Korean Economy, The: Perspectives for the 21st Century

SUNY Press
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In The Korean Economy, Hyung-Koo Lee, formerly South Korea’s Minister of Labor, chronicles South Korea’s economic development from 1945–1994 and the public policies that have shaped that development. In the past, the South Korean government supported protectionist policies. Mr. Lee, arguing that these policies no longer serve the long-term interest of South Korea’s economy, supports the allowance of greater private-sector initiatives, a fundamental paradigm shift in South Korea’s economic policy. He argues that if South Korea is to become a major economic power, the government should withdraw from the economic front line. He also provides a succinct analysis of the vast economic potential of a reunified Korea and discusses the pros and cons of two alternative scenarios for the South Korean economy.
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About the author

Hyung-Koo Lee previously served as Minister of Labor in the South Korean government. He also served as Governor of the Korea Development Bank and as Vice Minister at the Ministry of Construction, the Ministry of Finance, and the Economic Planning Board.

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Additional Information

Publisher
SUNY Press
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Published on
Jan 1, 1996
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Pages
254
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ISBN
9781438410319
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Language
English
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Genres
Business & Economics / General
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Content Protection
This content is DRM protected.
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Eligible for Family Library

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The world economy fell into a global financial crisis in 2008/9 and is still jittered by its aftershocks. Like other financial crises happened in the world economy, it came as a surprise. In historical perspective, financial crises should be understood as a natural fact of life in the world economy and a more pertinent question that should be posed would be why people so easily forget and do not learn from the historical experience.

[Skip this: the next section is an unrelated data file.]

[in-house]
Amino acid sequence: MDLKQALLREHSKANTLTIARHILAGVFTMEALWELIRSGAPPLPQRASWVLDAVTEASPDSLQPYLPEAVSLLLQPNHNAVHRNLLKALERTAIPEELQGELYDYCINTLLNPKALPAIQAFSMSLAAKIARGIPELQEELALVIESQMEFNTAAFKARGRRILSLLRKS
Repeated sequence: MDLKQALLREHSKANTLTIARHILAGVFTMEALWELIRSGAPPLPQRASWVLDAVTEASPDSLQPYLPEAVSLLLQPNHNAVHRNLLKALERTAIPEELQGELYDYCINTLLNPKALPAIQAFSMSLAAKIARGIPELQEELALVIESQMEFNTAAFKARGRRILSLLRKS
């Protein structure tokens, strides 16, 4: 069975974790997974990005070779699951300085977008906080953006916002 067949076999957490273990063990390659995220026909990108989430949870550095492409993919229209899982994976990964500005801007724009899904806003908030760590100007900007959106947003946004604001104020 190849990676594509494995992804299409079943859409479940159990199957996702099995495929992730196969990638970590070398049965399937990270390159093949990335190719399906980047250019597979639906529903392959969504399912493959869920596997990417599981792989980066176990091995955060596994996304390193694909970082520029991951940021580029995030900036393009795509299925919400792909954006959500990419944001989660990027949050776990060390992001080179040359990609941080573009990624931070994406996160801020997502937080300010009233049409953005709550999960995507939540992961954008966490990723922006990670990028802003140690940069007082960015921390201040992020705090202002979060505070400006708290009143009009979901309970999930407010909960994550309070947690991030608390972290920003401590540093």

This book deals with the question in two ways. First, it investigates the frame of mind that distances people from the reality of life. At the heart of it, it argues that there are wrong perceptions on the working of the world economy, in particular, the international financial market. It summarizes them as ‘the five conventional wisdoms’ in the international financial market and, by critically examining them, it draws on ‘the five financial theorems’, which would provide intellectual pillars for a more realistic understanding of the global financial market. Second, the book examines in detail the case of an emerging market economy that fell into a financial crisis twice in the recent decade. South Korea provides us with an interesting case of emerging market financial crises that came as ‘surprises’: it faced a financial crisis in 1997/98 after it had been acclaimed as one of ‘East Asian miracle economies’ and it was again befallen to a crisis during the global financial crisis in 2008/2009 after it was widely regarded as a country that had recovered from the crisis with one of the most successful implementations of the IMF-sponsored reforms.

The book attempts to provide the readers with a realistic understanding of emerging market financial crises by interpreting the recent global financial crisis and the Korean crises with some general concepts manifested in ‘the five financial theorems’. It also tries to draw more general implications for policy management of emerging market economies.

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